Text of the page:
Pacemakers have become quite advanced, very safe and effective, allowing recipients to live active lives.
- A pacemaker is a small, but very advanced, electronic device that is implanted under the skin to help regulate the heartbeat.
Pacemakers are used primarily in people whose hearts are beating slower than normal (bradycardia = less than 60 beats per minute).
They usually end the symptoms caused by bradycardia including:
- dizziness, or loss of consciousness.
How they work:
- Pacemakers do not take over the work of the heart. After you have a pacemaker, your heart still does all its own work. Rather, the pacemaker merely helps to regulate the timing and sequence of your heartbeat.
Pacemakers consist of two major parts: the generator and the leads.
- The generator is like a tiny computer (along with a battery and other electronic components), housed in a hermetically sealed titanium container.
- Most modern pacemaker generators are roughly the size of a 50-cent piece and about three times as thick.
- A lead is a flexible, insulated wire that carries electrical signals back and forth between the pacemaker generator and the heart.
- Most pacemakers today use two leads; one placed in the right atrium and the other in the right ventricle.
- Pacemakers are implanted under local anesthesia.
- The leads are threaded through a nearby vein, advanced to the proper place within the heart, and their ends are plugged into the generator.
The procedure usually takes 30 minutes to an hour.
Once implanted, the pacemaker works by monitoring the heart’s electrical activity, and deciding whether and when to “pace.”
If the heart rate becomes too slow, the device paces by transmitting a tiny electrical signal to the heart muscle, causing it to contract.
- Pacing can be done from the right atrium, the right ventricle, or both.
- The pacemaker decides on a beat-to-beat basis whether it needs to pace, and if so, in which chambers it should pace.
- It makes sure that an appropriate heart rate is always present, and that the work of the cardiac chambers is always coordinated.
Pacemakers are “programmable”
- The specific needed functions can be altered at any time.
- Programming a pacemaker is done by wirelessly transmitting new instructions to the generator, using a special device called a “programmer.” For instance, your doctor can easily reprogram your pacemaker to change the rates at which it will pace your heart.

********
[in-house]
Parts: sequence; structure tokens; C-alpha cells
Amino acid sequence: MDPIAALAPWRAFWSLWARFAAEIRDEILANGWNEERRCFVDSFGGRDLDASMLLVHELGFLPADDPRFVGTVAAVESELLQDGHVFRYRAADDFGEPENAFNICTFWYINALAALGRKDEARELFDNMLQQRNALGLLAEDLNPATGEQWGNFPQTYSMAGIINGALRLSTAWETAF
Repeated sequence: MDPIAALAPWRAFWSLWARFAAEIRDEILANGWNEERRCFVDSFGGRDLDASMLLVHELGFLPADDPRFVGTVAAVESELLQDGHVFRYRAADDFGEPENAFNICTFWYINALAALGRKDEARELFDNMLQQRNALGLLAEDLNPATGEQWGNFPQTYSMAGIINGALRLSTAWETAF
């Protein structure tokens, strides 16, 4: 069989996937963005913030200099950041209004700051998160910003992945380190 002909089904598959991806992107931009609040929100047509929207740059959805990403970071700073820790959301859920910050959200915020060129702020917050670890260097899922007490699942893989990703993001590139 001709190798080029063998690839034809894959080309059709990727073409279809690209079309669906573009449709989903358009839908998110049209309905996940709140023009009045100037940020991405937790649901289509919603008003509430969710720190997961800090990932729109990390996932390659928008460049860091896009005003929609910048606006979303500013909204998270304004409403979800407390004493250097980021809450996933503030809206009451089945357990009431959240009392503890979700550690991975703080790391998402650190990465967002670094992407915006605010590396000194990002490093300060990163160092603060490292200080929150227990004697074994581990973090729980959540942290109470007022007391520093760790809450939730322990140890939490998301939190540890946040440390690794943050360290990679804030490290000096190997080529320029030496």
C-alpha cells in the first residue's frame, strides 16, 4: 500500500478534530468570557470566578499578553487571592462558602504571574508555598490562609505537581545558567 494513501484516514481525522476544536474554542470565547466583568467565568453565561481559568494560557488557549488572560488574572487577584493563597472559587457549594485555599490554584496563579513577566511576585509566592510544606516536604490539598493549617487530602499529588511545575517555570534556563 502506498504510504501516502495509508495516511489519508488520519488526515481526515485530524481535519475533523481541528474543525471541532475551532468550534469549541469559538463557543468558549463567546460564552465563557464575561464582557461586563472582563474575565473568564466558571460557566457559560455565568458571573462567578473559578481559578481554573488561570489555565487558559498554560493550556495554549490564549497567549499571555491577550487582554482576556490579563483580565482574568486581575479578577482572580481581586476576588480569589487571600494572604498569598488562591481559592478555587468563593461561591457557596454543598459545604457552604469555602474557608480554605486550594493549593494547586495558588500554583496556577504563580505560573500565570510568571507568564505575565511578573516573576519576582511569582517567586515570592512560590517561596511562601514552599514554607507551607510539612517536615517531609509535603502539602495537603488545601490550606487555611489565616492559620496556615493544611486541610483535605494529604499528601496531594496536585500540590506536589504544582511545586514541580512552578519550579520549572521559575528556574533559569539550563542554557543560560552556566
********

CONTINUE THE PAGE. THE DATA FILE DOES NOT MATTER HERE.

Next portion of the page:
Today almost all pacemakers have the ability to vary the rate at which they pace, depending on the patient’s immediate needs. These pacemakers are called “rate-responsive pacemakers.”
Rate-responsive pacemakers can use one of the several technologies to find the ideal heart rate, but two, in particular, have proven very useful.
- The activity sensor detects body movement. The more active you are, the faster the pacemaker will pace your heart (within a range of heart rates that set by your doctor).
The other method used to vary the pacing rate is a breathing sensor, which measures your rate of breathing.
- The faster your breathing, the more active you are (presumably), the faster the pacing (again, within a pre-set range).
The rate-responsive pacemakers mimic the normal, moment-to-moment changes in heart rate provided by a normal heart rhythm.
- In most people with pacemakers, the heart’s own electrical system is actually generating most of the heart beats. The pacemaker is there mainly as a “safety valve,” to prevent occasional episodes of inappropriate bradycardia.
- In other people the pacemaker works mainly in the rate-responsive mode, to allow the heart rate to increase appropriately during exercise. While they are at rest, the pacemaker is usually not pacing.
Rate-responsive pacing allows patients to be more active with much less fatigue.
By following a few simple precautions, and your doctor’s instructions for having your device checked periodically, you can plan on leading a life almost free of restrictions by a misbehaving heart.